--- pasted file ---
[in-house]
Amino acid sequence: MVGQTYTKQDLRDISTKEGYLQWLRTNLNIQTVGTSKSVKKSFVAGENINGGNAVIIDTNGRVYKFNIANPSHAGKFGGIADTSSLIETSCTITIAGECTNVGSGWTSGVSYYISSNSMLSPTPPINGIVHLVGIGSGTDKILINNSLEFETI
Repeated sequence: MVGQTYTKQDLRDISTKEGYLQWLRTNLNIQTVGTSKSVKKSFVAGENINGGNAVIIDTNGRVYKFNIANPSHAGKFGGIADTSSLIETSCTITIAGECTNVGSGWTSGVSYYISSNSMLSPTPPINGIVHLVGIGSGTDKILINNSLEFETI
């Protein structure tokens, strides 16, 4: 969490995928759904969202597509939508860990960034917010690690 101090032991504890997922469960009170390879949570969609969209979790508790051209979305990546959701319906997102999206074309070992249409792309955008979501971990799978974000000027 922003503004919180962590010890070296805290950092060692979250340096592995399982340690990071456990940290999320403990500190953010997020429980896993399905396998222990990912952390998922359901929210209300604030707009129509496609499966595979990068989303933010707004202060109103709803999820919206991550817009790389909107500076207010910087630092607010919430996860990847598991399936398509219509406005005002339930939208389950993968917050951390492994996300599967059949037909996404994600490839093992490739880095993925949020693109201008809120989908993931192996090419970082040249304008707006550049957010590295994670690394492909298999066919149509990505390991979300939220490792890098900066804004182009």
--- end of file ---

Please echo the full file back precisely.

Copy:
[in-house]
Amino acid sequence: MVGQTYTKQDLRDISTKEGYLQWLRTNLNIQTVGTSKSVKKSFVAGENINGGNAVIIDTNGRVYKFNIANPSHAGKFGGIADTSSLIETSCTITIAGECTNVGSGWTSGVSYYISSNSMLSPTPPINGIVHLVGIGSGTDKILINNSLEFETI
Repeated sequence: MVGQTYTKQDLRDISTKEGYLQWLRTNLNIQTVGTSKSVKKSFVAGENINGGNAVIIDTNGRVYKFNIANPSHAGKFGGIADTSSLIETSCTITIAGECTNVGSGWTSGVSYYISSNSMLSPTPPINGIVHLVGIGSGTDKILINNSLEFETI
């Protein structure tokens, strides 16, 4: 969490995928759904969202597509939508860990960034917010690690 101090032991504890997922469960009170390879949570969609969209979790508790051209979305990546959701319906997102999206074309070992249409792309955008979501971990799978974000000027 922003503004919180962590010890070296805290950092060692979250340096592995399982340690990071456990940290999320403990500190953010997020429980896993399905396998222990990912952390998922359901929210209300604030707009129509496609499966595979990068989303933010707004202060109103709803999820919206991550817009790389909107500076207010910087630092607010919430996860990847598991399936398509219509406005005002339930939208389950993968917050951390492994996300599967059949037909996404994600490839093992490739880095993925949020693109201008809120989908993931192996090419970082040249304008707006550049957010590295994670690394492909298999066919149509990505390991979300939220490792890098900066804004182009």